German Lower Parliament OKs Partial Full-Burqa Ban

The German lower house of parliament (Bundestag) on Thursday approved a partial ban on the full-face burqa. The ban was part of a package of legislation passed by the Bundestag in order to assuage growing fears of Islamic terrorism in the country. 

Since July of 2016, 14 people have died at the hands of terrorists in Germany. In December, a Muslim terrorist used a van to mow down 12 souls attending Christmas market in the nation’s capitol.

The legislation addresses the full burqa and the niqab, which cover the wearer’s face, and applies only to certain public servants in the performance of their official duties. Women wearing burqas or niqabs in the Federal Republic would still be required to reveal their faces when requested to do so for indentification purposes.

Other forms of female Muslim dress in which the face is revealed, such as the hijab and the chador, would still be permitted. For over fifty years very few Muslim women in Germany have worn the burqa, since most of them have hailed from Turkey. Most Turkish women wear headscarves, although not in public areas or office buildings. But they do not usually wear burqas or niqabs.

A February effort by German conservatives in the federal state of Bavaria to ban the full burqa was largely seen as a political move, chiefly the powerful right-leaning Christian Social Union (CSU). The hope then was to lure away voters drawn to the messaging of the uncompromising Alternative for Germany (AfD).

German Chancellor Angela Merkel, herself a member of the CSU’s sister party, the Christian Democrats (CDU), had already voiced support for the full ban in December of last year.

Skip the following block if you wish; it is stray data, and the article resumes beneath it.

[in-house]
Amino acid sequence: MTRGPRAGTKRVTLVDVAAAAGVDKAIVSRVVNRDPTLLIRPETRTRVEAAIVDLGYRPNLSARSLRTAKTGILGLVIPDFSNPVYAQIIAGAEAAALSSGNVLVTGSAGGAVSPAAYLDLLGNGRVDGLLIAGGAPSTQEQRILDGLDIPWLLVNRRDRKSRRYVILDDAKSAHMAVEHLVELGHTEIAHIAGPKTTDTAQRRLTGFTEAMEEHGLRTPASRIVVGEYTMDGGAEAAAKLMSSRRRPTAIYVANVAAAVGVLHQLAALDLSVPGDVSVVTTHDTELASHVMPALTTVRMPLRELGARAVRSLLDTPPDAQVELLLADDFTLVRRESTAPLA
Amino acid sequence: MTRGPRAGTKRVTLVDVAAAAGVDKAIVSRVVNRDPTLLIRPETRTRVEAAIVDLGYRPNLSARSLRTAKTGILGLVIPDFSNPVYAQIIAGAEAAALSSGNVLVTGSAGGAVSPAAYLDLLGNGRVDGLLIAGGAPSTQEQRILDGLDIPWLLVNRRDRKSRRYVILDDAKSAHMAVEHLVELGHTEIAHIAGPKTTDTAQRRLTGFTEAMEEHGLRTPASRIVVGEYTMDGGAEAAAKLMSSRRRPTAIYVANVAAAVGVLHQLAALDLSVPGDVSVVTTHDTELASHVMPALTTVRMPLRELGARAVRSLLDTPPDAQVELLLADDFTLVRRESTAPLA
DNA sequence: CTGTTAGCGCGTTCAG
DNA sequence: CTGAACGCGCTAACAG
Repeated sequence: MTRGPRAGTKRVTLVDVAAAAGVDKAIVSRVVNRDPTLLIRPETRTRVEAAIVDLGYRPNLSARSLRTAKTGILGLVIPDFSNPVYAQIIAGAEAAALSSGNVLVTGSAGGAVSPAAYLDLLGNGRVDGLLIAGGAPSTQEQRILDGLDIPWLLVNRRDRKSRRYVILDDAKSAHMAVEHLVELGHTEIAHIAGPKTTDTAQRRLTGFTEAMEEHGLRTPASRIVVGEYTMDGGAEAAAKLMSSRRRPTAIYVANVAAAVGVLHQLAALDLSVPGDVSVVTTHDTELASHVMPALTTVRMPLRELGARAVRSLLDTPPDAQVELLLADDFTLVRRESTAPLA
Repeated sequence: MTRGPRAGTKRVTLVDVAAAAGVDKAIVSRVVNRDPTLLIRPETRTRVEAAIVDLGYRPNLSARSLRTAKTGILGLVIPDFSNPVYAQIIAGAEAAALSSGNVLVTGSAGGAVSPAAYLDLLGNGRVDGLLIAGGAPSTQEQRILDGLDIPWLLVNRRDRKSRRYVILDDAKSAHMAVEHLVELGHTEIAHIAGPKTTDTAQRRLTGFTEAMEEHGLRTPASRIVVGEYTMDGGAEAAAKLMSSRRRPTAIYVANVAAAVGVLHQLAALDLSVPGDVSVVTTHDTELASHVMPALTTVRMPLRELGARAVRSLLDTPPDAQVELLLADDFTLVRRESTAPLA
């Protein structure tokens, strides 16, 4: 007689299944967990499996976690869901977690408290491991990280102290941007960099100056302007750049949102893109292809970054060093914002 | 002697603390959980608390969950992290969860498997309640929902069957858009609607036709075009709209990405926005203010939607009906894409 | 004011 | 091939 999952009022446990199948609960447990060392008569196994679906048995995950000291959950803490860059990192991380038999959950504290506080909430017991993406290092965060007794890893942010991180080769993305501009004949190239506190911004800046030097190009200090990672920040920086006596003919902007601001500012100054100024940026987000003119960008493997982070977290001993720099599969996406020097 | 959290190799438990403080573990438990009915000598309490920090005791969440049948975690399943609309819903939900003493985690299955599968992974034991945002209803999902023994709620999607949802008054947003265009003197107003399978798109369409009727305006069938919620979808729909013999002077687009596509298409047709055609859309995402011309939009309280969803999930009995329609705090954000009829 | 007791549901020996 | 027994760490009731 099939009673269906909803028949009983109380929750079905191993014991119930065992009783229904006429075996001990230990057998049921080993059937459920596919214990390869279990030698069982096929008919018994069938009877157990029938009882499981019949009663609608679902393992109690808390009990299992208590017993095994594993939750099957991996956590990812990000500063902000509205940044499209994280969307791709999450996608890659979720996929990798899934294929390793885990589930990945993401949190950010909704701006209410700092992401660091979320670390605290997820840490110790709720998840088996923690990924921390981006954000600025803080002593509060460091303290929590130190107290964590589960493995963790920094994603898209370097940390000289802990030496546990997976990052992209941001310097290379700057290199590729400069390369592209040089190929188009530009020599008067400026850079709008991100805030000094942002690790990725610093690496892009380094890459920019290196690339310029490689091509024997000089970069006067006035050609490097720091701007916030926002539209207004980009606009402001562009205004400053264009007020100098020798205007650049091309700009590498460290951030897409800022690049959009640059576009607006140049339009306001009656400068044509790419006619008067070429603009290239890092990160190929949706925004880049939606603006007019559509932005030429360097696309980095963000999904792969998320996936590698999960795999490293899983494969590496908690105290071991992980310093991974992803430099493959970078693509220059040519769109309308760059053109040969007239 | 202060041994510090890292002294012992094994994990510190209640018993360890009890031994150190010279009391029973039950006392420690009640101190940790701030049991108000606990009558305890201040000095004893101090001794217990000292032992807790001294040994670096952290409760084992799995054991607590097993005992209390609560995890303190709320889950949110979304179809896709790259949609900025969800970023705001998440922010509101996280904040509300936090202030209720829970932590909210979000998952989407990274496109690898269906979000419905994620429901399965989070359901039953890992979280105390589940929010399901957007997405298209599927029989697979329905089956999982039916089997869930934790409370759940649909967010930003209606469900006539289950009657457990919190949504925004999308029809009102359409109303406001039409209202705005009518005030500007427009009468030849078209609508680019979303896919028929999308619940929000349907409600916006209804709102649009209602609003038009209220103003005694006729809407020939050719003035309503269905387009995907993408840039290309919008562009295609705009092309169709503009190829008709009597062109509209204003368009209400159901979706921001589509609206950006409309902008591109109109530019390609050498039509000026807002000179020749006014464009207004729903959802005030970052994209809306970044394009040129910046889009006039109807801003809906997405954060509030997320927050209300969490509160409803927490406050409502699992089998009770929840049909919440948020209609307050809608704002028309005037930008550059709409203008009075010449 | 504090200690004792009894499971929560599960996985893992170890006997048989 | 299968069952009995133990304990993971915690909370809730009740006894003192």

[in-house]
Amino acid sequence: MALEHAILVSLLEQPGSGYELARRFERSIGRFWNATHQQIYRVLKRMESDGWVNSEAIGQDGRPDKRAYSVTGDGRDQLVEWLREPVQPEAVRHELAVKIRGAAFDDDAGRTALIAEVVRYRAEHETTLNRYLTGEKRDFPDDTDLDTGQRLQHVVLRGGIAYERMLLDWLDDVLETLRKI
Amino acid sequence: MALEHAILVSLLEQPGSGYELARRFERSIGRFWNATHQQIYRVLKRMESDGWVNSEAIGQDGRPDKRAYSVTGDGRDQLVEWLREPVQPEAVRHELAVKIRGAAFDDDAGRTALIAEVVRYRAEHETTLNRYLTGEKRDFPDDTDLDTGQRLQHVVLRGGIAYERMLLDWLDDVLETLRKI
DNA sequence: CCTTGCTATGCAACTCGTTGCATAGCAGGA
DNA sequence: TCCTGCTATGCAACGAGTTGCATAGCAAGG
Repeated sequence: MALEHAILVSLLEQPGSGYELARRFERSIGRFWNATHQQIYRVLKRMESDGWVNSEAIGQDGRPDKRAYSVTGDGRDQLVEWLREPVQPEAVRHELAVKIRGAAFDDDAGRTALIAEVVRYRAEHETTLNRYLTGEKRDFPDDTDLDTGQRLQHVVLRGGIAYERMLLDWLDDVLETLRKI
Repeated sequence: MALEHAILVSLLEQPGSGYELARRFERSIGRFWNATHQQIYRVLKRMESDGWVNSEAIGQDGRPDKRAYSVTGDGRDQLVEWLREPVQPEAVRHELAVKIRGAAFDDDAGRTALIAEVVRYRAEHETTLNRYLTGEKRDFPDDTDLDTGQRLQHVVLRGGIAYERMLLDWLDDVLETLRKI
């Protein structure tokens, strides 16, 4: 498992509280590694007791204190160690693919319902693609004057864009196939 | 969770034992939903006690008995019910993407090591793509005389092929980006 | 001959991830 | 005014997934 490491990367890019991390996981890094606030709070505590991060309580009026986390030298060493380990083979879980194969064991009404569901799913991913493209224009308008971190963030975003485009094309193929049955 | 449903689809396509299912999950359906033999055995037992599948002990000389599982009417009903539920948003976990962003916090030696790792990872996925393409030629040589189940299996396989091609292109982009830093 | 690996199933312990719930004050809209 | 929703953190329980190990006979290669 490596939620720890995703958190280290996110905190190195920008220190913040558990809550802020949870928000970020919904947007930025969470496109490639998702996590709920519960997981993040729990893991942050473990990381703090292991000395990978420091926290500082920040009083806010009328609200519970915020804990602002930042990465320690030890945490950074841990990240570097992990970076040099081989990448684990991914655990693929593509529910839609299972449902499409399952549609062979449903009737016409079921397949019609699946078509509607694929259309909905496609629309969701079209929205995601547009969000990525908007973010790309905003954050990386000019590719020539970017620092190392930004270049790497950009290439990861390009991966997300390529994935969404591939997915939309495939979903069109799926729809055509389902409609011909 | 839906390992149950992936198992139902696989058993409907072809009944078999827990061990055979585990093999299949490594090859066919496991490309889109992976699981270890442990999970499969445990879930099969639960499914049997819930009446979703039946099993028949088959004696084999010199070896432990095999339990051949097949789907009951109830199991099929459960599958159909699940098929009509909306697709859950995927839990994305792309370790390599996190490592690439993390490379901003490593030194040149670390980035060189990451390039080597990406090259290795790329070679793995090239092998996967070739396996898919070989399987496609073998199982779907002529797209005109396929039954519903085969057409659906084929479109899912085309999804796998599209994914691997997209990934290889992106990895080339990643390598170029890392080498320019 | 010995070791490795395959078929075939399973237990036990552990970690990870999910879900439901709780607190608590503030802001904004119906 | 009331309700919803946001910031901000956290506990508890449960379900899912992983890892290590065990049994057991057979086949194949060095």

When the current bill was first proposed in March, some members of the German parliament suggested that the ban was “much ado about nothing,” mere political window dressing. As reported at the time by the Law Library of Congress,

Lars Castellucci, a member of the Social Democratic Party, and Ulla Jelpke from the Left Party both pointed out that the draft act seemed to regulate a non-existent problem.  They stated that they had never encountered a civil servant who was wearing a burqa or a niqab and that only a small minority of women in general wears them in public.

For their part, when dealing with the continuing Islamafication of the Federal Republic of Germany, “conservative” German politicians continue to put party and politics above the safety and security of the German people. The partial full-burka ban is yet another instance of “conservative” German elite using their political power to control the masses.

 

 

 

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